The physiology of lichens has been barely studied. There has been much debate on the nature of the association between alga and fungus, for it is a most delicately balanced physiological equilibrium. It has been claimed that it is a parasitic relationship, the fungus parasitising the alga, but as it is evident that the alga derives some benefit from the association, it would seem more accurate to describe the relationship as symbiotic. Apparently the alga supplies carbohydrates, the products of photosynthesis, to the fungus, and may also contribute other substances to the association, such as proteins and growth substances. The fungus' contribution to the association is largely protective. The hyphal cover protects the algal cells against rapid dessication and excessive radiation in direct sunlight. The fungal hyphae penetrating the substrate absorb nutrients which may benefit the alga, and serve to anchor the lichen securely.

The lichens are noted for the production of strange substances, found nowhere else in the plant kingdom, known as lichenic acids. These complex insoluble substances may make up almost a quarter of the dry weight of the thallus. Their significance is not known, they may be merely excretory substances, though some have antibiotic properties.

The presence of lichenic acids has been used as a taxonomic feature of various lichens. Four reagents are commonly used to test for colour reactions:
  • (K) potassium hydroxide — 25-50% aqueous solution.
  • (C) chloride of lime — saturated aqueous solution.
  • (I) iodine solution — 2% aqueous solution KI plus sufficient iodine to give a deep yellow colour.
  • (P) p-phenylene-diamine — fresh saturated alcoholic solution.

The reagents are commonly represented as K, C, I, P, followed by (+) or (−) indicating whether a colour change does or does not occur when a drop is placed on the thallus.

The significance of lichens lies mainly in their role as pioneer colonisers of rock surfaces. These pioneers are mainly crustose lichens, which, once established in a minute crack in the rock surface, and supplied with moisture, can gradually disintegrate the hardest rocks. The lichen can obtain water from the atmosphere and nutrients from dust falling on the thallus, so does not depend entirely on the substrate. A lichen thallus page 45 may be richer in some elements, particularly potassium and phosphorus, than the rock on which it grows. Below such a lichen an ‘organo-mineral dust horizon’ gradually develops, which is the first step towards soil formation. In this shallow layer of decomposed rock and organic matter mosses may become established and constitute the next phase in the succession.

Lichens have a few minor commercial uses, but their extremely slow growth and the problems of supply makes their commercial exploitation difficult. The common pH indicator, litmus, is obtained from species of Roccella, the main supplies coming from Madagascar. Lichens have traditionally been used for dyeing cloth, but commercially have been completely superseded by synthetic dyes. Lichen extracts have also been used as perfume stabilisers. The antibiotic properties of lichen substances are of interest, inhibiting such pathogens as the organisms of tuberculosis, tinea and ringworm.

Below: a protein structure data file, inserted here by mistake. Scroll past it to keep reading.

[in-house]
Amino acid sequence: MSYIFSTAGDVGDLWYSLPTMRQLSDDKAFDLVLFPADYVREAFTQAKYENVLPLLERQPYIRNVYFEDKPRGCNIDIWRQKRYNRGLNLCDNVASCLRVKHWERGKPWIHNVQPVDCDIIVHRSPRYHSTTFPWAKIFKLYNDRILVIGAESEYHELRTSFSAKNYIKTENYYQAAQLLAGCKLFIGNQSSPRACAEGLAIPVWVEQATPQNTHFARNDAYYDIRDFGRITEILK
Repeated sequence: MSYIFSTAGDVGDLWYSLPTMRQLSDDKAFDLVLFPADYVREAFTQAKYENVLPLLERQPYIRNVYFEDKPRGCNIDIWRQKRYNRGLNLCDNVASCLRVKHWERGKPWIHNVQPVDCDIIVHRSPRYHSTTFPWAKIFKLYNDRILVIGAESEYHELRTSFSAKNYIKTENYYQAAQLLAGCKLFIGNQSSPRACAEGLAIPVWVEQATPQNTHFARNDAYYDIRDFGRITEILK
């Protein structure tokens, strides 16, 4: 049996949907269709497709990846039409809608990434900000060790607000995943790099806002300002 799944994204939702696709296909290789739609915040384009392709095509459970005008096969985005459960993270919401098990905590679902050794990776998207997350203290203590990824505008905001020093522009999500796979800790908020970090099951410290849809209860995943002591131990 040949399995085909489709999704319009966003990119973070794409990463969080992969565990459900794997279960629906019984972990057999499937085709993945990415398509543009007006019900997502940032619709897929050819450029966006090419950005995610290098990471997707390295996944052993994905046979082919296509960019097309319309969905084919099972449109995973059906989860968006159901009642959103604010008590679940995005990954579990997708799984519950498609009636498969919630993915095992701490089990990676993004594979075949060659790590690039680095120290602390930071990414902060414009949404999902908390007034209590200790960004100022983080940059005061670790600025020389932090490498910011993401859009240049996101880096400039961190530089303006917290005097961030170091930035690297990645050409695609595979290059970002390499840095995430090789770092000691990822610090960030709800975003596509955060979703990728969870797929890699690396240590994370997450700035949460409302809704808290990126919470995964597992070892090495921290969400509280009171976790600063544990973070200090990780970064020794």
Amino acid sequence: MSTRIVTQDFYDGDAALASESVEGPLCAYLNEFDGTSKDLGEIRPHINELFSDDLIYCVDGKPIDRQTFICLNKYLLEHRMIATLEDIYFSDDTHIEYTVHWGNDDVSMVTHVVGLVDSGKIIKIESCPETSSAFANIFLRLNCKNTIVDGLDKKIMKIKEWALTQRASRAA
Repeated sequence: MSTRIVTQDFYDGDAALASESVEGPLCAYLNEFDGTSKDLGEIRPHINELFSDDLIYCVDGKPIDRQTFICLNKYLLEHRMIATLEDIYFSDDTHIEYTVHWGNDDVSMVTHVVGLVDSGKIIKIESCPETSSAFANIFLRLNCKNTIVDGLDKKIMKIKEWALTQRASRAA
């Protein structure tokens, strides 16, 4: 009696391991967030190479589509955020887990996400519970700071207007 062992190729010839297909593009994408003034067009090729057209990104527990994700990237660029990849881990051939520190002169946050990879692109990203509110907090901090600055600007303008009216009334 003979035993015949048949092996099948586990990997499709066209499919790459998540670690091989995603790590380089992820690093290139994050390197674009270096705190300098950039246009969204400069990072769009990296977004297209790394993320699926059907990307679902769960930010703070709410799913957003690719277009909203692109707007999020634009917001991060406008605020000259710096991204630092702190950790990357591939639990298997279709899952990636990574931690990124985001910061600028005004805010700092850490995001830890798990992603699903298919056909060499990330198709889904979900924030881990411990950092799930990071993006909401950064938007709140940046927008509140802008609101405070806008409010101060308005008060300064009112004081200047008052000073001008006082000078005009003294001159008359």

Some are used in traditional ‘folk-medicines’ but none are in clinical use, as other antibiotics are equally effective and more readily available. In northern regions lichens are important as food for reindeer and caribou and have in times of famine been used as human food.

It has been claimed that lichens may aid in dating the exposure of rocks in glacial moraines or in rock slides. If the rate of growth of a lichen is known, by measuring the largest plants on such rocks, an assessment may be made of the time since those rocks were first exposed. ‘Lichenometry’ may also be useful in assessing the rate of retreat of the snowline up mountains, and in Europe is believed to be relatively accurate up to about 1,000 years.

This article is a brief introduction to a group of plants that is little understood but which offers a fascinating field of study. The nature of the strange association of two unrelated organisms that results in the formation of a new entity of regular form and function, poses many intriguing problems in physiology. The success of lichens as pioneer colonisers of bare rock and other inhospitable surfaces gives them considerable ecological importance.


Brightman. F. H. 1959. Neglected plants-lichens. New Biology No. 29.

Lamb, I. M. 1959. Lichens. Scientific American 201:4:144-156.

Quispel, A. 1959. Lichens. Encyclopaedia of Plant Physiology XI. 577-604. Springer-Verlag, Berlin.

Smith. G. M. 1955. Cryptogamic Botany I. 516-526. McGraw Hill, N.Y.